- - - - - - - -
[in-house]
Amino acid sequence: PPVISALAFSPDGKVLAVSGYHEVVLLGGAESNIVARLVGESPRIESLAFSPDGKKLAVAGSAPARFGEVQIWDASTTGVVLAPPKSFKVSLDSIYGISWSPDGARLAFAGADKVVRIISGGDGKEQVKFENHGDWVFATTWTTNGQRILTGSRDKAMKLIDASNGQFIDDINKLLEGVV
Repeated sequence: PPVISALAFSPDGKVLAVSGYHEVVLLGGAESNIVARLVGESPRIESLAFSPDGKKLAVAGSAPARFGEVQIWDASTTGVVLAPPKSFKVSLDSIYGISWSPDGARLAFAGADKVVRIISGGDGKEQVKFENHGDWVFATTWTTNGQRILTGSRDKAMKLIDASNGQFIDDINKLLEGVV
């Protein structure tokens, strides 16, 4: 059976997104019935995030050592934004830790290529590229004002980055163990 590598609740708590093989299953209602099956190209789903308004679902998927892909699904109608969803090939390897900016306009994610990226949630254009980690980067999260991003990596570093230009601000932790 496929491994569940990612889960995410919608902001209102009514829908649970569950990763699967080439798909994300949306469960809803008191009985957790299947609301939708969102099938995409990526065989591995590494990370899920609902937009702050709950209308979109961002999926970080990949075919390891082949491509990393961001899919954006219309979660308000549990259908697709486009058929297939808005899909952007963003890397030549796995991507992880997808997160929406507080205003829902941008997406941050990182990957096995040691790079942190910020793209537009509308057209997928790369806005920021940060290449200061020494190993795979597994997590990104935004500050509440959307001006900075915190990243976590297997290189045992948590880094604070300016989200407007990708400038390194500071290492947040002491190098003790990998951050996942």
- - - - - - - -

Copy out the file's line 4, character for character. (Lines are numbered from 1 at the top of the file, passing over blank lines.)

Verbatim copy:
């Protein structure tokens, strides 16, 4: 059976997104019935995030050592934004830790290529590229004002980055163990 590598609740708590093989299953209602099956190209789903308004679902998927892909699904109608969803090939390897900016306009994610990226949630254009980690980067999260991003990596570093230009601000932790 496929491994569940990612889960995410919608902001209102009514829908649970569950990763699967080439798909994300949306469960809803008191009985957790299947609301939708969102099938995409990526065989591995590494990370899920609902937009702050709950209308979109961002999926970080990949075919390891082949491509990393961001899919954006219309979660308000549990259908697709486009058929297939808005899909952007963003890397030549796995991507992880997808997160929406507080205003829902941008997406941050990182990957096995040691790079942190910020793209537009509308057209997928790369806005920021940060290449200061020494190993795979597994997590990104935004500050509440959307001006900075915190990243976590297997290189045992948590880094604070300016989200407007990708400038390194500071290492947040002491190098003790990998951050996942």